It is hard to say which ideal gets trampled more by the LPGA's new speak-English-or-you're-out policy, the spirit of golf or the spirit of America. Either way, the women's professional golf tour has turned a no-win situation into a big loss.
A little hint that this was going to be trouble was the way it came out. The LPGA didn't hold a news conference. Instead, it leaked in a hard-hitting story on Golfweek magazine's Web site. The gist is this: The LPGA, worried about losing interest among fans and sponsors, said it will suspend players who can't pass an English oral exam after two years on tour.
This appears aimed directly at South Koreans, who represent 45 of the 121 international players on the tour and who - British Women's Open champion Ji-Yai Shin and U.S. Women's Open champion Inbee Park, to name two - are dominating. The rule is not mean-spirited, but it sure does head the tour down an awfully icy slope without brakes.
Before anyone starts to label the LPGA as Neanderthal at best or racist at worst, you should know that the organization is generally open- minded and forward thinking. It was out in front of the men's tour on drug testing. And it never, ever makes an issue of someone's sexual orientation - no matter what the public might be whispering.
LPGA officials do realize they are in the entertainment business, and business is not so hot when the winner can't communicate with her followers. Also, amateurs pay big money to play in pro-ams. Those folks do not believe they get their money's worth when they cannot get more than "hello" out of the pro they're teamed with.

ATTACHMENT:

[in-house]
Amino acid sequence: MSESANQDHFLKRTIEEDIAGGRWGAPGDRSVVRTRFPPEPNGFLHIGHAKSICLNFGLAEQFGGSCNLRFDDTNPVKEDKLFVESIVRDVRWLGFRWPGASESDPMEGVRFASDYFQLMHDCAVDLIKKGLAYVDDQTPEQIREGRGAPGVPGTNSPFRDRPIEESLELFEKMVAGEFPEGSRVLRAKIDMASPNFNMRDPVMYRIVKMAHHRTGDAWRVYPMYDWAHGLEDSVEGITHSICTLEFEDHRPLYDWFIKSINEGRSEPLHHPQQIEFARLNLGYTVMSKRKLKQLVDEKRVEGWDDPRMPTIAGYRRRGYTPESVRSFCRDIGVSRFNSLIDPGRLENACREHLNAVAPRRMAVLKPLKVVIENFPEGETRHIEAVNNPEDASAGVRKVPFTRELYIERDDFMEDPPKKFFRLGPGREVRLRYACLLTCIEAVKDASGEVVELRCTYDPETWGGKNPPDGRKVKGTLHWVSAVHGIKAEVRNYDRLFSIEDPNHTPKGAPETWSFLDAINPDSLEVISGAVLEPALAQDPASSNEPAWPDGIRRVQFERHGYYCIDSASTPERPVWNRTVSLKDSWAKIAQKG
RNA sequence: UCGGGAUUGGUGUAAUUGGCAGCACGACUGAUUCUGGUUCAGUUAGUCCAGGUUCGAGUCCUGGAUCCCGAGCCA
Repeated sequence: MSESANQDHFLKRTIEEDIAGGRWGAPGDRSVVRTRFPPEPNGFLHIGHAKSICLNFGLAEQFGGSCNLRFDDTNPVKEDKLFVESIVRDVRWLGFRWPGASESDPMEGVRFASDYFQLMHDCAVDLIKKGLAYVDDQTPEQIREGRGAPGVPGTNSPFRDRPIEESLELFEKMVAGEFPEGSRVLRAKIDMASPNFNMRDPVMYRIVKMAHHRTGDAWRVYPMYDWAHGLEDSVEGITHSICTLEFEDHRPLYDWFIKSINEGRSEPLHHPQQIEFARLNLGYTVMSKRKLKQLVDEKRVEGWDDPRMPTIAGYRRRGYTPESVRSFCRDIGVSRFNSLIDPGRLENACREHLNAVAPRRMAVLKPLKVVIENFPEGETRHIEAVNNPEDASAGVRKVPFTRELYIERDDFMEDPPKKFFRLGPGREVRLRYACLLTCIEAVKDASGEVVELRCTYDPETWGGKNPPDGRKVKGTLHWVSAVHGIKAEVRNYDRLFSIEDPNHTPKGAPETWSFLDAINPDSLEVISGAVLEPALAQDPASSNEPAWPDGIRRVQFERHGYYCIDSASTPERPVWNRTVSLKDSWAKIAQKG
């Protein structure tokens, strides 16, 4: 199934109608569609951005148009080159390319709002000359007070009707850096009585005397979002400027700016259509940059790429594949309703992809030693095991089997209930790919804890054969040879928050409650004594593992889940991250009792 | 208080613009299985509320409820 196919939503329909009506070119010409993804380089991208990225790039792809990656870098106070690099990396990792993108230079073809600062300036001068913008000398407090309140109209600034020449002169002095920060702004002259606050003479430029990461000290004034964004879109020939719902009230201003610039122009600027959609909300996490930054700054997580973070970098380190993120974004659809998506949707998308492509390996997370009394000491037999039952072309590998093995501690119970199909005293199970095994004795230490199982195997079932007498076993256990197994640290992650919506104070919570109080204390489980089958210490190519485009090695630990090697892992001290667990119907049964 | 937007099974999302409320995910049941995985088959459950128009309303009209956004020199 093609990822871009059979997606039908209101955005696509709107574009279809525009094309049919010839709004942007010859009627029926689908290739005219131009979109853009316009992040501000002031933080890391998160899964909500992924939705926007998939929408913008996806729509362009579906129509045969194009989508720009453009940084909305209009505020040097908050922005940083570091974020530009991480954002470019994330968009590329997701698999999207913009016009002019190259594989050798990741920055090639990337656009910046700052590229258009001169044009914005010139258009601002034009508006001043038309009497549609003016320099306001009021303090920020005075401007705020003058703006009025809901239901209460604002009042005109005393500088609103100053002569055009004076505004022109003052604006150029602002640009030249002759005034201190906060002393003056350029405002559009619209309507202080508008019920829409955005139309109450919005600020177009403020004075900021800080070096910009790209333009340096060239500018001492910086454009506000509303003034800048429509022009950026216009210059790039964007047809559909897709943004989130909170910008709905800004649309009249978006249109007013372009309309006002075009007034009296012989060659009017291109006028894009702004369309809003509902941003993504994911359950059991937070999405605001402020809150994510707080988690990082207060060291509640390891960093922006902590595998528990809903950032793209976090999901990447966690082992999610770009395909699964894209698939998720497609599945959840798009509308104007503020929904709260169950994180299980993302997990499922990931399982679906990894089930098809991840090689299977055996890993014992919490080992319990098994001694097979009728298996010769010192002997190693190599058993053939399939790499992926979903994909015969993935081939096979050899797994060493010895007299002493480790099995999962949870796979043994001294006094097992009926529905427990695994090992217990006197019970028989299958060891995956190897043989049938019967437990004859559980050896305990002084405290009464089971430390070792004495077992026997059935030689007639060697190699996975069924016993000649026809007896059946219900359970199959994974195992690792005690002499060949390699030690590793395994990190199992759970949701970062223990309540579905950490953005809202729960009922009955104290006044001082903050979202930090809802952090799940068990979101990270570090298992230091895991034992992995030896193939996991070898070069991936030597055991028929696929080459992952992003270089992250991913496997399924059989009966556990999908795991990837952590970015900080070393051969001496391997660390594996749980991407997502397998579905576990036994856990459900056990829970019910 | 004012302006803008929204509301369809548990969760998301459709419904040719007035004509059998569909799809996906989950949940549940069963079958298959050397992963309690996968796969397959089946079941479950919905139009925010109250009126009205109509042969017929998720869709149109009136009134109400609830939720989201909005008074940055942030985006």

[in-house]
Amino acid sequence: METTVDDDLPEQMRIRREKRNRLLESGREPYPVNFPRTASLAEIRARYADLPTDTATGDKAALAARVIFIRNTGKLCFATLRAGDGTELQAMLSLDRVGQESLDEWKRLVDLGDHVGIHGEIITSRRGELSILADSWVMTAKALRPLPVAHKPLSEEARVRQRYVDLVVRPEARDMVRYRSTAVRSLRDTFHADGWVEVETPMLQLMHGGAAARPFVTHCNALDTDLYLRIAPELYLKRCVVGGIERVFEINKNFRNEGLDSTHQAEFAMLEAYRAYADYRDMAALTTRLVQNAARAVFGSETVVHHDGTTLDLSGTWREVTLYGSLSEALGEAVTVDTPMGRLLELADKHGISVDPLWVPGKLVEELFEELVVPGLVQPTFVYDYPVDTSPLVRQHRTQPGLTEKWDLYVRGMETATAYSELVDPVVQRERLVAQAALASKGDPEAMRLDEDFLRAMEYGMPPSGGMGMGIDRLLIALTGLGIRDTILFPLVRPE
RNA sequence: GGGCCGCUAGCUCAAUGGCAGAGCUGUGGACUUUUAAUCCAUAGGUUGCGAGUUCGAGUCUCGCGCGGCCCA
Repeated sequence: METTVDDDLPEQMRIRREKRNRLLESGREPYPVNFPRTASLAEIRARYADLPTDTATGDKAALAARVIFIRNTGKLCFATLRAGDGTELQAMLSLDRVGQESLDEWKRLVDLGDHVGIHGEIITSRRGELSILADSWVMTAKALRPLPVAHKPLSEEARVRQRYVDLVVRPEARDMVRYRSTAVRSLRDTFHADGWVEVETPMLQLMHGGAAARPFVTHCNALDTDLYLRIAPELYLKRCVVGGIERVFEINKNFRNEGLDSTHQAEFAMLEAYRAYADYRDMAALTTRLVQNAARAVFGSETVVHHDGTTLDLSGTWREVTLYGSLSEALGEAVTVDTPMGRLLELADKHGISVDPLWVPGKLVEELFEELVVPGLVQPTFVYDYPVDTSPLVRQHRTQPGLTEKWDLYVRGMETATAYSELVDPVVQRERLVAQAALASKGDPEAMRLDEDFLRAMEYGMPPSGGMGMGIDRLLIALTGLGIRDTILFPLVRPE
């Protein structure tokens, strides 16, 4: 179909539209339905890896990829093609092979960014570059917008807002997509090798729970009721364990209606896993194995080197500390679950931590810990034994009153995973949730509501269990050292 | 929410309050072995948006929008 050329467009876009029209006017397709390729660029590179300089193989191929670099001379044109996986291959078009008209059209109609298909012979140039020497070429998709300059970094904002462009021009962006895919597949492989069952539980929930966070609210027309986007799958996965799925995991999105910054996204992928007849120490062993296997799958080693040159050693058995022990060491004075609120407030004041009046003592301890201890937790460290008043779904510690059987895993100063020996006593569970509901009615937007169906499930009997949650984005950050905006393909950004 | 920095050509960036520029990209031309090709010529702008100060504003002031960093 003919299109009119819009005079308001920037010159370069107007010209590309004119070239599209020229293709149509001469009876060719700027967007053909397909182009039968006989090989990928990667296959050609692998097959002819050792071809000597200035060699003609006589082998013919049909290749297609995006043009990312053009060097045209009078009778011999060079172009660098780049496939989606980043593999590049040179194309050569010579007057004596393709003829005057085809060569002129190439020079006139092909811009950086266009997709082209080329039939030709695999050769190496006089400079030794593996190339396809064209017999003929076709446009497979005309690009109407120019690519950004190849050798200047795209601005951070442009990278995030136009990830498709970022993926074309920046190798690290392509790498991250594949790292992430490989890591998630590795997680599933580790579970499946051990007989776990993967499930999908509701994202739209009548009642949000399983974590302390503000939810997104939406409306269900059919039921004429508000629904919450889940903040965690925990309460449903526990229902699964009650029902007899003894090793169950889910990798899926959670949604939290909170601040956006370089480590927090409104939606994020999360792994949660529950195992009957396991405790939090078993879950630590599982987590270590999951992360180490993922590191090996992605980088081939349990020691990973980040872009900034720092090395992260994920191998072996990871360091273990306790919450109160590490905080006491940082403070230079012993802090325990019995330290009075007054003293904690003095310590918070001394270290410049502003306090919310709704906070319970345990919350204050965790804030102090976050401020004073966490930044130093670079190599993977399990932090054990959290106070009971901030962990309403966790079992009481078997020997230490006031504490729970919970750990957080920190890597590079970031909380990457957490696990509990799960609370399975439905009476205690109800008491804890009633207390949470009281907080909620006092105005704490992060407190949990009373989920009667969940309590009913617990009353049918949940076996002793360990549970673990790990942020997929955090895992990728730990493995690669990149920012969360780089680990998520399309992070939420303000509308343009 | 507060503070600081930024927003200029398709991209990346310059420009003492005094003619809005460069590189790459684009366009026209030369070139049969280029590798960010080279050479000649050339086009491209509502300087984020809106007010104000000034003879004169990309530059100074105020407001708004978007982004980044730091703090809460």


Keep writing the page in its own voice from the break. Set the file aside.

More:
A few Korean golfers and their agents this week admitted that there are problems to address. "The economy is bad, and we are losing sponsors," Seon-Hwa Lee told the magazine. "Everybody understands."
But what the LPGA did in trying to cure a public-relations dilemma was create a public-relations nightmare. You can't knock someone out of the game just for being quiet. Heck, they make you be quiet at a golf tournament. More important is golf's reputation as honorable. Golfers are responsible for calling penalties on themselves, for honestly keeping an opponent's score. Punishment from headquarters just doesn't fit.
Nor should the rule sit well with Americans in general. We know that professional leagues in other countries (baseball in Japan, basketball in Europe) limit the number of players from the U.S. for fear that our players will overrun the rosters. We don't operate that way. The door is open. If you're good enough, you compete.
That goes in sports or business or medical school. In golf, lowest score wins, period. That goes for American heartthrob Natalie Gulbis or Angel Cabrera, the 2007 U.S. Open champion who speaks almost no English.
Would it help the LPGA if its top players all could connect with a fan base that is thin to start with? You bet. Should there be incentives to make that happen? Sure thing. To its credit, the tour said it will help players acclimate and communicate. Deputy commissioner Libba Galloway told the Golf Channel she doesn't expect the rule to ever come into play because players are working on their language skills.
The problem is they didn't need to use a verbal sledgehammer.